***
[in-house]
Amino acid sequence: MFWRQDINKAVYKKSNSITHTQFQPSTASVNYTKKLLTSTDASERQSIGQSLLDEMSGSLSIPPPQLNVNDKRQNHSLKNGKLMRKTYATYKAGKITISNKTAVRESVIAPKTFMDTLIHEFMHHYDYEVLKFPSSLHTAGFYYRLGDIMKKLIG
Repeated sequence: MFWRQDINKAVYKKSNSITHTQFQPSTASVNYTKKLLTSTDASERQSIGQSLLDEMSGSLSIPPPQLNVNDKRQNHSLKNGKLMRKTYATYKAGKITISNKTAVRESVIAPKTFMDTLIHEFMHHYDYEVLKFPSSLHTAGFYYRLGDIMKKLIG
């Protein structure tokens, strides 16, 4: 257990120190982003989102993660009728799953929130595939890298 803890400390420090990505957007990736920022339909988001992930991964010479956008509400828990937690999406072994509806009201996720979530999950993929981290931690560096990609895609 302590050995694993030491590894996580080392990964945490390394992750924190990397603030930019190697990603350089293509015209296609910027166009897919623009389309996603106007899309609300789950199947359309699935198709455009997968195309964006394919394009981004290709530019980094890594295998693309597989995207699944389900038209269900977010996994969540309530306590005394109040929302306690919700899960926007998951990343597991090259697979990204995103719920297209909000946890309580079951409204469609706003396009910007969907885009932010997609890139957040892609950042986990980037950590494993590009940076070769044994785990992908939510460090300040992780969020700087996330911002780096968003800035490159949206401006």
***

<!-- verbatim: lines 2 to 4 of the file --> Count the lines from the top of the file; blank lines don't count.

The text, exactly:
Amino acid sequence: MFWRQDINKAVYKKSNSITHTQFQPSTASVNYTKKLLTSTDASERQSIGQSLLDEMSGSLSIPPPQLNVNDKRQNHSLKNGKLMRKTYATYKAGKITISNKTAVRESVIAPKTFMDTLIHEFMHHYDYEVLKFPSSLHTAGFYYRLGDIMKKLIG
Repeated sequence: MFWRQDINKAVYKKSNSITHTQFQPSTASVNYTKKLLTSTDASERQSIGQSLLDEMSGSLSIPPPQLNVNDKRQNHSLKNGKLMRKTYATYKAGKITISNKTAVRESVIAPKTFMDTLIHEFMHHYDYEVLKFPSSLHTAGFYYRLGDIMKKLIG
């Protein structure tokens, strides 16, 4: 257990120190982003989102993660009728799953929130595939890298 803890400390420090990505957007990736920022339909988001992930991964010479956008509400828990937690999406072994509806009201996720979530999950993929981290931690560096990609895609 302590050995694993030491590894996580080392990964945490390394992750924190990397603030930019190697990603350089293509015209296609910027166009897919623009389309996603106007899309609300789950199947359309699935198709455009997968195309964006394919394009981004290709530019980094890594295998693309597989995207699944389900038209269900977010996994969540309530306590005394109040929302306690919700899960926007998951990343597991090259697979990204995103719920297209909000946890309580079951409204469609706003396009910007969907885009932010997609890139957040892609950042986990980037950590494993590009940076070769044994785990992908939510460090300040992780969020700087996330911002780096968003800035490159949206401006």